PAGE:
• Journey to the West (aka Monkey), 16th century
    • Water Margin (aka Outlaws of the Marsh), 14th century
    • Romance of the Three Kingdoms (aka Three Kingdoms), 14th century

    These, along with Dream of the Red Chamber (aka Story of the Stone), 18th century, which I’ve read, are the four great classical novels of Chinese literature.

  4. A great list with many titles I should probably try myself.

    So far I have only read the Decameron and (while I don’t remember much of it) I can tell you it’s a fun read in parts (it’s essentially a bunch of people that have gathered together and each tells a story). The morals are a bit old (and even contradictory at times) but I think it’s definitely worth reading.

  5. What a wonderful challenge! I have to rework some things after this weekend to see if I can join.

    I would recommend two non-Western texts for this challenge – the Mahabharata and Sunjata; they are really interesting reads.

  6. Really old classics are a big gap in my reading so I really need to do something to change this. I will make sure I join this challenge, but need to have a think about which ones to choose. I will start by finishing The Tale of Genji, which I have been neglecting recently and then move onto something else. It sounds as though I should read Homer’s The Odyssey as I love plot! i’ll have a think and then come up with a post. Thank you for hosting this challenge!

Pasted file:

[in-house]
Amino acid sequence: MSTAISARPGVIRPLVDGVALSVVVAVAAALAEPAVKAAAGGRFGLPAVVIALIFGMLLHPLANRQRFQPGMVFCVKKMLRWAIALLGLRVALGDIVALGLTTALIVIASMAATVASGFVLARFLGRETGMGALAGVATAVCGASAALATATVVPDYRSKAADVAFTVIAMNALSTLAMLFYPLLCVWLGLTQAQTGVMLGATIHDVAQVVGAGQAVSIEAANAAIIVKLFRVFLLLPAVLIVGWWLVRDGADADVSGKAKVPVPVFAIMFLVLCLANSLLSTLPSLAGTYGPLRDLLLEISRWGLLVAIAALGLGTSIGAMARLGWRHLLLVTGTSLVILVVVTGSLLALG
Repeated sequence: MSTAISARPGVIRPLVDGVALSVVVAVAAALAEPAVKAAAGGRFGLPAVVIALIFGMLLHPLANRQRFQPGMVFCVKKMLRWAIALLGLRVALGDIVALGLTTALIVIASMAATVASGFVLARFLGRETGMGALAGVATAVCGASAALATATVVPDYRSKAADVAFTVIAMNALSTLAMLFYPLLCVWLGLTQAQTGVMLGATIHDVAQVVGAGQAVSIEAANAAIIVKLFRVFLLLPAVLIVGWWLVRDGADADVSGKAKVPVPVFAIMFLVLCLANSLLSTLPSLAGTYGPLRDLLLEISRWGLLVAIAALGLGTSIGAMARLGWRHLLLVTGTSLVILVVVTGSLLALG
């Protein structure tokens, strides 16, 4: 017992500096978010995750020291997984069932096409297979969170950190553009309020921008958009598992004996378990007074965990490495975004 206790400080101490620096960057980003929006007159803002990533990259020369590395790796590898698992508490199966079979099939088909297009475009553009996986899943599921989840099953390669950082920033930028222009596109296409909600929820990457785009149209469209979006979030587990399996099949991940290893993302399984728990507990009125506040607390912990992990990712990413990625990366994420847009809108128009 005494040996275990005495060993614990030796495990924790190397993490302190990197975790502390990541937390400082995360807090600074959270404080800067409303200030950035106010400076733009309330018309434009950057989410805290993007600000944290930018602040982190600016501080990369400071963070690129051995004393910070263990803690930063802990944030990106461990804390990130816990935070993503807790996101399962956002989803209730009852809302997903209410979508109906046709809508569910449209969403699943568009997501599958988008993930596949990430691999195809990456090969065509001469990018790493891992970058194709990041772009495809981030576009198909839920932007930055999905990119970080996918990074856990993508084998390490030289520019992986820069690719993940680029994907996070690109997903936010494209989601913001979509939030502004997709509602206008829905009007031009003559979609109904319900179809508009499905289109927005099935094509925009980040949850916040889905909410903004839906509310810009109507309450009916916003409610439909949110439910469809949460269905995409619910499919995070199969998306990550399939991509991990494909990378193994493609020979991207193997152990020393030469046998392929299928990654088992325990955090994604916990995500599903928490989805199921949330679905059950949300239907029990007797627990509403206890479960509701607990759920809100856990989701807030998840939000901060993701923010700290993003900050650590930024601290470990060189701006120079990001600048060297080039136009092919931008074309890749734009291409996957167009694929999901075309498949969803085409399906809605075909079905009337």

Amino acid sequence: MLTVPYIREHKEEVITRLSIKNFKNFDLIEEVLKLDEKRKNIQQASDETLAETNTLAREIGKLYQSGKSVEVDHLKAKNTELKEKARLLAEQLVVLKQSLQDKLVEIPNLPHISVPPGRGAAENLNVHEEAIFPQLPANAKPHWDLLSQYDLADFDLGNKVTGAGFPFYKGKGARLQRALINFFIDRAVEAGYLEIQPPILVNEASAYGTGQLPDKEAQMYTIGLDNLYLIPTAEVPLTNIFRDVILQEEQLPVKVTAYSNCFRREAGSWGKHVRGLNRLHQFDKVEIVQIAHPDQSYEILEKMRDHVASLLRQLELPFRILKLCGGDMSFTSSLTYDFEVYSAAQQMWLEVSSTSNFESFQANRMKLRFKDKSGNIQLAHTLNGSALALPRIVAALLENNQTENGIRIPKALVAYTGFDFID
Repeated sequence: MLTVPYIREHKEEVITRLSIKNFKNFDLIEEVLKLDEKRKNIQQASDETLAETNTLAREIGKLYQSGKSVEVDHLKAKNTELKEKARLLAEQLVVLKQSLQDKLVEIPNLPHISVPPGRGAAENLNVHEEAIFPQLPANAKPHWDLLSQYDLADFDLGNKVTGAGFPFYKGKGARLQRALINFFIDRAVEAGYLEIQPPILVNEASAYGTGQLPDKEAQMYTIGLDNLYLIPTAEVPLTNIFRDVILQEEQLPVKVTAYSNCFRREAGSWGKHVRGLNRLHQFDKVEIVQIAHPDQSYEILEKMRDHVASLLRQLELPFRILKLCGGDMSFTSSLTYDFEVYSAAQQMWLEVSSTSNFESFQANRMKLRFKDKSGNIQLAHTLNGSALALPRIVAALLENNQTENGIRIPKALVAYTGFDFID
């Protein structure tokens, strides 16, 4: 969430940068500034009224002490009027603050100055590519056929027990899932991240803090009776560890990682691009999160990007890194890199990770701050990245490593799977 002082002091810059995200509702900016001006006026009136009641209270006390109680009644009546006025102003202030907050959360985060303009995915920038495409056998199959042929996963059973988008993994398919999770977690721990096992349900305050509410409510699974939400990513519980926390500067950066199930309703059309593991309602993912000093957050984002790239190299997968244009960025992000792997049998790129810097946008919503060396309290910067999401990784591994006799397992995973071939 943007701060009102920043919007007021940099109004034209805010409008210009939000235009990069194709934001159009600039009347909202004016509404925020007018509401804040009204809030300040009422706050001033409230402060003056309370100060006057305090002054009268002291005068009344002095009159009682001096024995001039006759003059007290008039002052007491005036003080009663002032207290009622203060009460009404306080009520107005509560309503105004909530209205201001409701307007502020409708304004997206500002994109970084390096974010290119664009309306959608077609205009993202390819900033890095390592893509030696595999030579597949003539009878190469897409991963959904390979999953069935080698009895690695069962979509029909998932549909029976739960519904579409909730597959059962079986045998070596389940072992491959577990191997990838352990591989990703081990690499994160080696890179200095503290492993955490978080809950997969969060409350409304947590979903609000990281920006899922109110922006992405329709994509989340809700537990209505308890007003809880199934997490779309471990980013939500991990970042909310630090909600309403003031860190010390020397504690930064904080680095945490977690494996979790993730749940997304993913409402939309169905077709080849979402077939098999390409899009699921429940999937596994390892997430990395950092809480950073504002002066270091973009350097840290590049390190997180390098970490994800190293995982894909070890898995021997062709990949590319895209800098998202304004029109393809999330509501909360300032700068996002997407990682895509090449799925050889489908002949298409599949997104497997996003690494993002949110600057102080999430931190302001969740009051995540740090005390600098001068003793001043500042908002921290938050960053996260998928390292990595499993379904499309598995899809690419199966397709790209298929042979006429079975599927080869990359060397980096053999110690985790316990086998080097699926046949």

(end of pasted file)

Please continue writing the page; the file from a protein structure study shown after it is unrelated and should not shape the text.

7. Great idea! Loved your reading list as well as some of the reader suggested material. I will recommend you read Sir Gawain & the Green Knight before Chaucer and yes, you should at least try to read both in their original English. It’s not hard once you get the flair of the accent. Try saying a few lines and you’ll get the idea. I was drawn here by the reader reference to Romance of the Three Kingdoms as I have a Google News search on that title. I have that as I’ve written a fantasy based on the book and it will hopefully find a publisher someday soon. If it does, I’ll let you know. ;D I thought The Prince intriguing and Utopia boring, so I think it’s mostly personal taste. You must read Beowulf. Dream of the Rood is also good and from around the same period as Beowulf, if I remember correctly. Since you love the emotive aspects of literature, I’m going to suggest Byron’s “Manfred.” It might be a bit late for your time frame, but I still think you’ll love it. Have fun!